Brenda didn’t sigh, exactly, when he said this. But the look on her face suggested she might, if given the proper encouragement. She removed her hat and her hair tumbled to her shoulders, spilling down in cool silver waves. She laid the hat on the weather-beaten bench outside the door, then raised her face to the clouds and closed her eyes. “You know, Dan,” she said in something close to a whisper, “Gil don’t care for you.”
Horn nodded, figuring fair enough. He didn’t care for Gil, either. But that didn’t have any bearing on the deal he was fixing to make. “What’ll he take for it?” he said, running his hand over the weatherworn logs. “Got any idea?”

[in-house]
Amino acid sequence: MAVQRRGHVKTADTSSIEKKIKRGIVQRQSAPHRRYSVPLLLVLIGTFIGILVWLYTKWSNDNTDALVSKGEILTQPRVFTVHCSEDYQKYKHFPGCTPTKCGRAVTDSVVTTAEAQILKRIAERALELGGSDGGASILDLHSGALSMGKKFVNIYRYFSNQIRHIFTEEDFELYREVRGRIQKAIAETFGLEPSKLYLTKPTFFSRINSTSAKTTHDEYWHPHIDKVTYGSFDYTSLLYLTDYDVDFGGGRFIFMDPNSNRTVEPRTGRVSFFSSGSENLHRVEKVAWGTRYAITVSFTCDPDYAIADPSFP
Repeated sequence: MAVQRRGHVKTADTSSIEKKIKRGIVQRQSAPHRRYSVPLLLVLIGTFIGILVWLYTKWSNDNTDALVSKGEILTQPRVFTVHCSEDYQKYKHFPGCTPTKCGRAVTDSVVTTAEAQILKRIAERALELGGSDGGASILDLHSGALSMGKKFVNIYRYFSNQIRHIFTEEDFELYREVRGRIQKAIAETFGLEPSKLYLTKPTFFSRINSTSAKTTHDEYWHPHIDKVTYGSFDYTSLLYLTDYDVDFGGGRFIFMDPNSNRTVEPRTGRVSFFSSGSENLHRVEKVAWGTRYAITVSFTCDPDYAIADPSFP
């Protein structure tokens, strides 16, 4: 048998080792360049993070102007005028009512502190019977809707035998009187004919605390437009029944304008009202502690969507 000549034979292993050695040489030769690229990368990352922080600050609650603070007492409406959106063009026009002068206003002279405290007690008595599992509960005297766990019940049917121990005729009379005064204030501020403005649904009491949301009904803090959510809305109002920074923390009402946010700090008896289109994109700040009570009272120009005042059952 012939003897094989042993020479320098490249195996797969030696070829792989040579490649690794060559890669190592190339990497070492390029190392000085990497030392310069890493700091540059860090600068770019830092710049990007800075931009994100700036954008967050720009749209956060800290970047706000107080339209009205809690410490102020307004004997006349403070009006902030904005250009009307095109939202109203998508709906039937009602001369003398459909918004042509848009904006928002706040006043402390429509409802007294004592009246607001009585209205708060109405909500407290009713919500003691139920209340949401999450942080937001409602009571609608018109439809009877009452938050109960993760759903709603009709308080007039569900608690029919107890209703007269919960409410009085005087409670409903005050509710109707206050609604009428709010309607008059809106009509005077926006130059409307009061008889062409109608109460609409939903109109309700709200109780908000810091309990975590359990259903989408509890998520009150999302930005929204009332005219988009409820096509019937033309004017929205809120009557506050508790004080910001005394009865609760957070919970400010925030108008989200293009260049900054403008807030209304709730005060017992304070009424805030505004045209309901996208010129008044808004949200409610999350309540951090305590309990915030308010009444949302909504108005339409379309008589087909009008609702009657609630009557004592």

He stepped up through the door and looked at the rafters where the roof had had been repaired. New ribs of Lodgepole pine. New shingles.
“He don’t talk business with me, Dan,” she said, stepping into the cabin behind him, the expensive straw hat she’d been wearing now dangling from her painted fingers. “He’s a regular cigar-store Indian when it comes to money.”
Horn wasn’t listening.
Aside from the effort of straightening the walls, Gil hadn’t sunk much work or money into the place, and for that he was grateful. The fewer the improvements, the fewer the reasons to haggle. “Cain’t be worth more’n a few thousand--tops,” he said, bending to look out the window that faced north toward Tensleep. “An that’s bein generous. But I’ll give em whatever he thinks is fair.”
“He don’t trust you, neither, Dan.”